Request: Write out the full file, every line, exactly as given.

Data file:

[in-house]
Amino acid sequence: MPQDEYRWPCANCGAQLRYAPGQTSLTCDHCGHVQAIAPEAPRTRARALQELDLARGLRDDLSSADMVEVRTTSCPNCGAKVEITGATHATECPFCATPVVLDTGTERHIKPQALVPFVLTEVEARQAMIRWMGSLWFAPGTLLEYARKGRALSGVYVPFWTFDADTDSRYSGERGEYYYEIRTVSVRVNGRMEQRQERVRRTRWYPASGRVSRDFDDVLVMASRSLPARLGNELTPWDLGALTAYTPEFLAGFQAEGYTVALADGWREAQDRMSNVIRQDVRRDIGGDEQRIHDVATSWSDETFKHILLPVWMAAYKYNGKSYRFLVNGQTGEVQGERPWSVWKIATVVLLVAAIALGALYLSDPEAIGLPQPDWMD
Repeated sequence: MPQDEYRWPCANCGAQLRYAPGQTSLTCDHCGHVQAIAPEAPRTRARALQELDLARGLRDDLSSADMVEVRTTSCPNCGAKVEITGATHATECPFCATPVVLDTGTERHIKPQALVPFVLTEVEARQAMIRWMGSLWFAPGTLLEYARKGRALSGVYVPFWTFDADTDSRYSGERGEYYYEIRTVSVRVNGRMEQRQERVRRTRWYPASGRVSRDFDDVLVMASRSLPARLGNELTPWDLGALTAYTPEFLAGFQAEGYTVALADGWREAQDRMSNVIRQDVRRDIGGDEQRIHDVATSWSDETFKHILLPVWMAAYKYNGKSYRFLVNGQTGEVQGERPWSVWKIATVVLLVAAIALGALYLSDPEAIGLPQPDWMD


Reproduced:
[in-house]
Amino acid sequence: MPQDEYRWPCANCGAQLRYAPGQTSLTCDHCGHVQAIAPEAPRTRARALQELDLARGLRDDLSSADMVEVRTTSCPNCGAKVEITGATHATECPFCATPVVLDTGTERHIKPQALVPFVLTEVEARQAMIRWMGSLWFAPGTLLEYARKGRALSGVYVPFWTFDADTDSRYSGERGEYYYEIRTVSVRVNGRMEQRQERVRRTRWYPASGRVSRDFDDVLVMASRSLPARLGNELTPWDLGALTAYTPEFLAGFQAEGYTVALADGWREAQDRMSNVIRQDVRRDIGGDEQRIHDVATSWSDETFKHILLPVWMAAYKYNGKSYRFLVNGQTGEVQGERPWSVWKIATVVLLVAAIALGALYLSDPEAIGLPQPDWMD
Repeated sequence: MPQDEYRWPCANCGAQLRYAPGQTSLTCDHCGHVQAIAPEAPRTRARALQELDLARGLRDDLSSADMVEVRTTSCPNCGAKVEITGATHATECPFCATPVVLDTGTERHIKPQALVPFVLTEVEARQAMIRWMGSLWFAPGTLLEYARKGRALSGVYVPFWTFDADTDSRYSGERGEYYYEIRTVSVRVNGRMEQRQERVRRTRWYPASGRVSRDFDDVLVMASRSLPARLGNELTPWDLGALTAYTPEFLAGFQAEGYTVALADGWREAQDRMSNVIRQDVRRDIGGDEQRIHDVATSWSDETFKHILLPVWMAAYKYNGKSYRFLVNGQTGEVQGERPWSVWKIATVVLLVAAIALGALYLSDPEAIGLPQPDWMD